How getting your hands dirty calms your mind

I have a garden plot.  This year I had a bumper crop for the neighborhood vermin.  What the rabbits didn’t eat the rats finished off.  I never caught any rats in action but I don’t think rabbits can climb up apple trees or tomato vines.   Based on research the neighborhood rabbits and rats are not only well fed but are very mellow.

Well fed by judy

Most gardens are sources of fresh food, but increasingly they’re also an extension of therapy for people with mental health issues, such as post-traumatic stress disorder, or PTSD; depression; and anxiety.

It’s called horticultural therapy. And some doctors, psychologists and occupational therapists are now at work to test whether building, planting, and harvesting a garden can be a therapeutic process in its own right.

“Social scientists have also been looking at gardens built by and for the homeless, ex-convicts on probation and hospital patients. The results of early studies suggest they have a positive impact. Most people tend to not revert back to bad behavior and many make changes in their lives for the better, the studies show.”

“For now, that evidence seems to be enough to fuel the burgeoning field — programs like a camp for troubled teens in Hawaii, called Pacific Quest. Program staff tell The Salt they believe the garden is a beneficial tool to emotionally engage the kids.”

“For a few months, students — many with psychological issues from trauma, adoption, depression — band together and run a garden from the seed to the dinner plate. “They are introduced to the garden by eating the food planted by [a camper] who was in their shoes just a few months ago,” Travis Slagle, a Horticultural Therapy Association member and land supervisor for Pacific Quest, tells The Salt. “That builds their curiosity.”‘

A 2007 study in the journal Neuroscience found a bacteria found in soil linked with increased serotonin production in the brain — a sign that gardening could increase serotonin levels and improve depression.

“Much of the science behind just how gardening affects the mind and brain still remains a mystery. What scientists do know is that gardening reduces stress and calms the nerves. It decreases cortisol, a hormone that plays a role in stress response.”

click here to Read entire article

Next year I’m planting flowers. It’s only fair I give the snails their share of calm.

(jw)

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Imagine How to Accomplish What you Want

 Are you up a tree? Procrastinating, fearful, not sure where to begin?

You know how to make changes because your brain has continually accommodated,  integrated and assimilated changes your entire life, whether you meant to or not.

uptree

Up a Tree, by Peggy

The science 

When we experience something especially significant or meaningful, our brains store the memory for easy access.  The research was originally based on Post Traumatic Stress where people have flashbacks and vividly recall the sights, sounds, smells, feelings and thoughts they had during an actual traumatic event. 

Our brains are wired to make strong, retrievable memories when strong emotion is involved. Fortunately,  you can use this ability to go back in time and access again the thoughts, feelings and information you experienced when things went well.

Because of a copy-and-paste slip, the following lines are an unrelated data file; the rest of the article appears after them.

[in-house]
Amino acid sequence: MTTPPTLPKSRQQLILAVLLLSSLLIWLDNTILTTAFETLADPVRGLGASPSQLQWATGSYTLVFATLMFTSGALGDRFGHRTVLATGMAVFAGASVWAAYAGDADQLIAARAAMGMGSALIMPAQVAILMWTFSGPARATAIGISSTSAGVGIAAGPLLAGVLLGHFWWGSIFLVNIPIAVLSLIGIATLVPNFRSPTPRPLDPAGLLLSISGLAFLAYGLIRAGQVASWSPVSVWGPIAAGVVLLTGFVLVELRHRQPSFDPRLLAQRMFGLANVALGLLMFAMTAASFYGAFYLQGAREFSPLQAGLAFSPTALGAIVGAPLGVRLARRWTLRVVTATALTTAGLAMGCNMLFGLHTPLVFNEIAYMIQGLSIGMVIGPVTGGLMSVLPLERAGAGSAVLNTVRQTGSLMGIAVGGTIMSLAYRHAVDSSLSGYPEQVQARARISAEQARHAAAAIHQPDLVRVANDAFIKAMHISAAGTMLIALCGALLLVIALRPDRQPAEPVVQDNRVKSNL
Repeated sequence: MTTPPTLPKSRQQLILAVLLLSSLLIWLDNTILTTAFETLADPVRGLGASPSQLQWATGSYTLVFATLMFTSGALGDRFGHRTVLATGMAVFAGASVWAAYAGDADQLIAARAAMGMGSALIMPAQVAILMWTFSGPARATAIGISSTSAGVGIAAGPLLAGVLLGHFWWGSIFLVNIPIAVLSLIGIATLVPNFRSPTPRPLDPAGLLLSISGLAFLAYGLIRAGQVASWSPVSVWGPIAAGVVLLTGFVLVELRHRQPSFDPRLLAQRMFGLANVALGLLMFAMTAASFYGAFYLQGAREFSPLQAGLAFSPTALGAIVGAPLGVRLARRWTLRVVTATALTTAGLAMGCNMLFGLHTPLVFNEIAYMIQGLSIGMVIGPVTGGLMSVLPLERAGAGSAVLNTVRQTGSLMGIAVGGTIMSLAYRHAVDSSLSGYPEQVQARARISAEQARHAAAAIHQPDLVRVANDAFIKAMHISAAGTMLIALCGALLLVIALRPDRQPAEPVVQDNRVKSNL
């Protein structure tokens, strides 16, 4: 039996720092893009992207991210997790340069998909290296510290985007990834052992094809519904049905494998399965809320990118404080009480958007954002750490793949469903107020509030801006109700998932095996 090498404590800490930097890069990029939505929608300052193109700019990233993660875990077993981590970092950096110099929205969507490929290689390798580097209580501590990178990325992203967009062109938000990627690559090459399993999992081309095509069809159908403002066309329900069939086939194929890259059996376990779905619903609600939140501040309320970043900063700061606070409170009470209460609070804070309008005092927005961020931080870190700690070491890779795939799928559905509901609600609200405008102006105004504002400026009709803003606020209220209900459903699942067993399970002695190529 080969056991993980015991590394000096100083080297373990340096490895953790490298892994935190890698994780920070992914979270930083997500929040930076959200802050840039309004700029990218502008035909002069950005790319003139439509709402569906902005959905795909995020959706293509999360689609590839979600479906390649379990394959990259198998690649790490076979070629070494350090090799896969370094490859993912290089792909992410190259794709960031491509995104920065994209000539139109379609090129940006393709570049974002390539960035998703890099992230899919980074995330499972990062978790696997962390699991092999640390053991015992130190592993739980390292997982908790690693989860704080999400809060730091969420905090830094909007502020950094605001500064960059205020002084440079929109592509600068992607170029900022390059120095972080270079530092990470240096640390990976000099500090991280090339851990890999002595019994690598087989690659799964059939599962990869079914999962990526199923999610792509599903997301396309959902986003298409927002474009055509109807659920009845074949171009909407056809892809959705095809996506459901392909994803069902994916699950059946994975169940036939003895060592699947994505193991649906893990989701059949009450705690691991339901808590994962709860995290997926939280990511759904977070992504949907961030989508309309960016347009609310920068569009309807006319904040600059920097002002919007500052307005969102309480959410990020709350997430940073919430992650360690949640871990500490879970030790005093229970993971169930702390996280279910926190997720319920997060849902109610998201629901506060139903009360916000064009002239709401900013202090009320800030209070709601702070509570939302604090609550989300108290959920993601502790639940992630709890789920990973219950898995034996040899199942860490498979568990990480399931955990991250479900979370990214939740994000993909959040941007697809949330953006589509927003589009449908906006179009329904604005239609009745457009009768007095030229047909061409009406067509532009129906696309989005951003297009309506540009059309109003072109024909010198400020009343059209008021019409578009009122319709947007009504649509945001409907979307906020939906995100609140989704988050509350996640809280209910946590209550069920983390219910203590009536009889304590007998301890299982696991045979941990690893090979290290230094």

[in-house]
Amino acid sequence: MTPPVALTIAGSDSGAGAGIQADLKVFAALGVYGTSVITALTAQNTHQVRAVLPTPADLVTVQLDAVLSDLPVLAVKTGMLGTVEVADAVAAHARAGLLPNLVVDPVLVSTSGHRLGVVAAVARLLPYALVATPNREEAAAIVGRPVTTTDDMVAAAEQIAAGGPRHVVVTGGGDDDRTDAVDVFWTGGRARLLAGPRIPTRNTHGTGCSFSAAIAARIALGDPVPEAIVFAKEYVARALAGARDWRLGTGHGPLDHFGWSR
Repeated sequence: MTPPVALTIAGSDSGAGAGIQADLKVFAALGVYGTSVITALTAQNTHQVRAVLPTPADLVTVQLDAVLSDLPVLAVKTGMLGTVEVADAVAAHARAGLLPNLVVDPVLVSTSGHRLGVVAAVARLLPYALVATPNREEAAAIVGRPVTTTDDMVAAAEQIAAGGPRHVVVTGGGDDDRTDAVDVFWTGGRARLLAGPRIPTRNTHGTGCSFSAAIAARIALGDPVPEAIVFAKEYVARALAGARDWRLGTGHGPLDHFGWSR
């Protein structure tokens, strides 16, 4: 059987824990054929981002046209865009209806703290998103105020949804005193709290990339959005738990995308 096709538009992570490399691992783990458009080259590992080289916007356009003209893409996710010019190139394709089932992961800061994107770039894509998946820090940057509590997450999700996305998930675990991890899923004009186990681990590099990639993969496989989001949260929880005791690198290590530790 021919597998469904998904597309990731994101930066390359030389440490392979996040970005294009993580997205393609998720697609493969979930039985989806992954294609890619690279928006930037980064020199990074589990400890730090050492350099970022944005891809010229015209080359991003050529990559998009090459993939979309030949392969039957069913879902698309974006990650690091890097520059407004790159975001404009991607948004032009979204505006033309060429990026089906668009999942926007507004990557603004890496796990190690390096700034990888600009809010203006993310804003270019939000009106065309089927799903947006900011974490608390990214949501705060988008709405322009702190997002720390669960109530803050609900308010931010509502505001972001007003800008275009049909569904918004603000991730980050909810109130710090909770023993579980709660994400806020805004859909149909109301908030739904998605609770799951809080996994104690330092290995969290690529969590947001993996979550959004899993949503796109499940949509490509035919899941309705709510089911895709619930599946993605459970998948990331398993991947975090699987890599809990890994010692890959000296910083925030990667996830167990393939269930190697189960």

Your brain can’t tell the difference between the actual event and the re-imagined event, thoughts and feelings.  When you assess those thoughts and feelings and imagine them in a new situation the brain stores that as a memory as if it happened, creating resources, stored in your brain, to make a change or accomplish something new.

Here’s an easy jump-start for you to regain or access the positive thoughts & feelings you already have stored in your brain to achieve something that you perhaps have avoided or don’t know how to accomplish.

Quickly fill out this form to help you find the resources you already have.

The change or achievement I want to accomplish is _______________________________________________________

The resources or abilities I need are ______________________________________

Think about a past time(s) when you had those resources or abilities (here’s some prompts)
Felt confident/assured/positive
Been assertive
Taken a risk
Made a new friend
Started a new job or class
Made a good decision
Organized your thoughts, your room, your files, your day
Done something you were a bit afraid or reluctant to do
Made others laugh/taken things “lightly”
Passed a test (physical/emotional/intellectual)
Started and finished a project
Confronted someone
Asked for and gotten help
Been motivated to do something hard
Motivated someone else
Been kind/forgiving
Been self-assured/positive/determined 

Based on my memory of past times the resources or abilities I already posses are___________________________________________________________________________________________________________

1. Using your mind’s eye remember the time you used a resource as vividly and specifically as you can.  How did you look : What were you wearing? Where were you? standing? sitting?

  • How did you move?
  • What was your tone of voice?
  • What did you feel?
  • What did you think?
  • What did you say to yourself about what you were doing?
  • What were you seeing?

2.  Now, take that image/sense of yourself and apply it to yourself in the present.  See or sense yourself with those qualities moving ahead with the change/accomplishment you chose.

3. If (or when) you get stuck it’s not an issue.  Simply recruit your memory  of the qualities/abilities/resources you’ve used in past experiences again and re-apply them to your current circumstance.  

Now, go out on a limb and take the first step.

References:

Switch, How to change Things When Change is Hard, Chip Heath and Dan Heath

Frogs Into Princes, Richard Bandler

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